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What is the lollipop version of Android?

Android Lollipop is the fifth major version of Google’s Android operating system. First released in November 2014, Android 5.0 Lollipop was a significant overhaul of the Android platform, introducing a new design language and numerous under-the-hood improvements.

A New Look and Feel

The most noticeable change in Android 5.0 Lollipop was the introduction of Google’s “Material Design” visual language. Material Design emphasized tactile realism, bold colors, responsive animations, and clever use of shadows and lighting to create a paper-inspired interface. Some of the key characteristics of Material Design in Lollipop included:

  • Flatter, more minimalist interface
  • Vibrant colors and transitions
  • Realistic shadows and depth effects
  • Responsive animations and touch feedback
  • “Card” based layouts

The new Material Design aesthetic gave Android Lollipop a more up-to-date look and feel than the previous “Holo” interface used since Android 4.0 Ice Cream Sandwich. The visual overhaul encompassed the entire system UI as well as stock apps like Messages, Clock, Settings, and others. Third-party apps that followed Material Design guidelines also looked much cleaner and modern.

Under the Hood Improvements

In addition to the cosmetic changes, Android 5.0 also introduced many functional improvements and new developer APIs. Some of the major under-the-hood changes included:

  • Runtime and performance boosts
  • Better battery life and connectivity
  • Enhanced multitasking
  • New camera and media capabilities
  • Major updates to the notification system
  • New location settings and sensors
  • Support for 64-bit CPUs

These enhancements allowed apps and system functions to run faster and smoother, preserved battery life, and took advantage of the latest hardware features. Developers could build apps with cutting-edge functionality using the new Lollipop APIs.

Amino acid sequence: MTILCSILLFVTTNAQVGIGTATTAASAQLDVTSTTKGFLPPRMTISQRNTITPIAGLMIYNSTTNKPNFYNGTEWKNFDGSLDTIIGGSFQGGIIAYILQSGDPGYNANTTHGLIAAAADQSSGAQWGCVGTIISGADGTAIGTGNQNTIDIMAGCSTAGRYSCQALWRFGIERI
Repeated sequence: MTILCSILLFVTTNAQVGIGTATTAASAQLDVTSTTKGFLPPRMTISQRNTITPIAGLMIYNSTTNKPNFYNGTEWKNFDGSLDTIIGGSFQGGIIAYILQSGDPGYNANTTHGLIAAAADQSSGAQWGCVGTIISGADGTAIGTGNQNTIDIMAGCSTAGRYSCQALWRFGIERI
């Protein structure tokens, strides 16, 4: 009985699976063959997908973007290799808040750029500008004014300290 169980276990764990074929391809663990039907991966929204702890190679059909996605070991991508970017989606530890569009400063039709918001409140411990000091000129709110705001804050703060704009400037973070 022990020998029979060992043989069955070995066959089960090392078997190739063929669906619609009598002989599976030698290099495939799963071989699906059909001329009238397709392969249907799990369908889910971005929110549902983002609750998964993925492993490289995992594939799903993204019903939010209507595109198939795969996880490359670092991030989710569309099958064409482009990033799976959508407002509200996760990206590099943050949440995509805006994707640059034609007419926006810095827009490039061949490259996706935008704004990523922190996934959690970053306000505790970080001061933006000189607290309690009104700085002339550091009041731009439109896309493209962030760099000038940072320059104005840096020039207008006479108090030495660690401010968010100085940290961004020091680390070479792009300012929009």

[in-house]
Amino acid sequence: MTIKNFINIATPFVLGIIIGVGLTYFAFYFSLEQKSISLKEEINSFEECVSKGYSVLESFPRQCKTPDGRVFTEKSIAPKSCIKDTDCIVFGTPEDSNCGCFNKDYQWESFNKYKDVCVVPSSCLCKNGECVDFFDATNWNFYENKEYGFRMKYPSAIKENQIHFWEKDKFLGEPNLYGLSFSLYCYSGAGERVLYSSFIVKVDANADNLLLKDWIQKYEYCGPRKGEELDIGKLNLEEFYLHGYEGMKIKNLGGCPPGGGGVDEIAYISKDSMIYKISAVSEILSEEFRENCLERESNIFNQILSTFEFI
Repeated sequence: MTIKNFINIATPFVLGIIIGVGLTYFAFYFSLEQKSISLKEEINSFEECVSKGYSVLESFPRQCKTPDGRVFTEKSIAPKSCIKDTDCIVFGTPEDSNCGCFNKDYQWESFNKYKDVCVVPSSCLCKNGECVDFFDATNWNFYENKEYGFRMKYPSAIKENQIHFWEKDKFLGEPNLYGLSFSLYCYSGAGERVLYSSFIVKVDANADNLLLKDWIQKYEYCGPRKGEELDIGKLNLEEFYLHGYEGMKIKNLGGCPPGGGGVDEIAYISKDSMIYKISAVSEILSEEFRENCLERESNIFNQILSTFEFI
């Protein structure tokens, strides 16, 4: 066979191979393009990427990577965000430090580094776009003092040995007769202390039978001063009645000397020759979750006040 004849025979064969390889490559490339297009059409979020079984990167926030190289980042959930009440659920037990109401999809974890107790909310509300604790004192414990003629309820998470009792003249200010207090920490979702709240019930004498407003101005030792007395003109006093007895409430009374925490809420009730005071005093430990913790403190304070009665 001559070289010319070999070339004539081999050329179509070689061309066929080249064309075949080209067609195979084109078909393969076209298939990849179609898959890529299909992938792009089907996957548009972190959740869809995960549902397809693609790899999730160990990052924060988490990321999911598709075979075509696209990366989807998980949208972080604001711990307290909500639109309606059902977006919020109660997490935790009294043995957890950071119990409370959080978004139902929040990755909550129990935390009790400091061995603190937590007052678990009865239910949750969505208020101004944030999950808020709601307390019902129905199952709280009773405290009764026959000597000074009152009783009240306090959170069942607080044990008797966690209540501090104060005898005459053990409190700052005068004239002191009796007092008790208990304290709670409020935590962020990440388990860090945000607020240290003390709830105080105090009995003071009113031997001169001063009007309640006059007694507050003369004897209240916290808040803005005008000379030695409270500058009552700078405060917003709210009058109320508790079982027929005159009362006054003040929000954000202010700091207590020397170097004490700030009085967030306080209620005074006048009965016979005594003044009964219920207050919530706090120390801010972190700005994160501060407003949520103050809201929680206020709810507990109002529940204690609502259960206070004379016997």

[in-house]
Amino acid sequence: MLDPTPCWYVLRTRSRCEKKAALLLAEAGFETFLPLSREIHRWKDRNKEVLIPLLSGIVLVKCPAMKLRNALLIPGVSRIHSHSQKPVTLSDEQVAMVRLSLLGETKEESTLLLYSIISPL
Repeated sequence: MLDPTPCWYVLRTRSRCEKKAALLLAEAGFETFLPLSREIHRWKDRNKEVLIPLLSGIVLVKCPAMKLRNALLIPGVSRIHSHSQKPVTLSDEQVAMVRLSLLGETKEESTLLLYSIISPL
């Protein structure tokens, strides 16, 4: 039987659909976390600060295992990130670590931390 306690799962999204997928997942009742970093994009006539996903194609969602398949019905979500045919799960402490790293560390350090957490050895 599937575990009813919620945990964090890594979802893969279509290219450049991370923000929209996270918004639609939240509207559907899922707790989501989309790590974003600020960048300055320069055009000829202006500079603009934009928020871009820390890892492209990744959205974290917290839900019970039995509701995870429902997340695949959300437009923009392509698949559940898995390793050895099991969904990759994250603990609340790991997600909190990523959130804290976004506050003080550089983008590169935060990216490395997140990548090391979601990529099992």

Release and Adoption

Android 5.0 Lollipop was first released in November 2014 on Google’s Nexus and Pixel devices. Among the first devices to run Lollipop out of the box were the Nexus 6, Nexus 9 tablet, and Nexus Player. Porting Lollipop to third-party devices took longer than previous Android versions due to the extensive visual changes.

Here is a table showing the Lollipop adoption rate over its first year:

Month After Release Lollipop Adoption Rate
1 month 1.6%
3 months 4.6%
6 months 23.5%
12 months 35%

As the table shows, it took about a year for Lollipop to achieve just over one-third market share. This slow rollout was due in part to device manufacturers taking time to skin the new version with their own interfaces. Many older and low-end devices also did not receive the Lollipop update.

Feature Highlights

Here are some of the most significant new features that Android 5.0 Lollipop introduced:

Material Design

As discussed above, Material Design was a complete visual reimagining of Android with bold, colorful, responsive UI elements.


Notifications got a big upgrade in Lollipop. New features included:

  • Priority mode for only showing important notifications
  • Heads-up notifications that pop up over the current screen
  • Lockscreen notifications with more controls and privacy options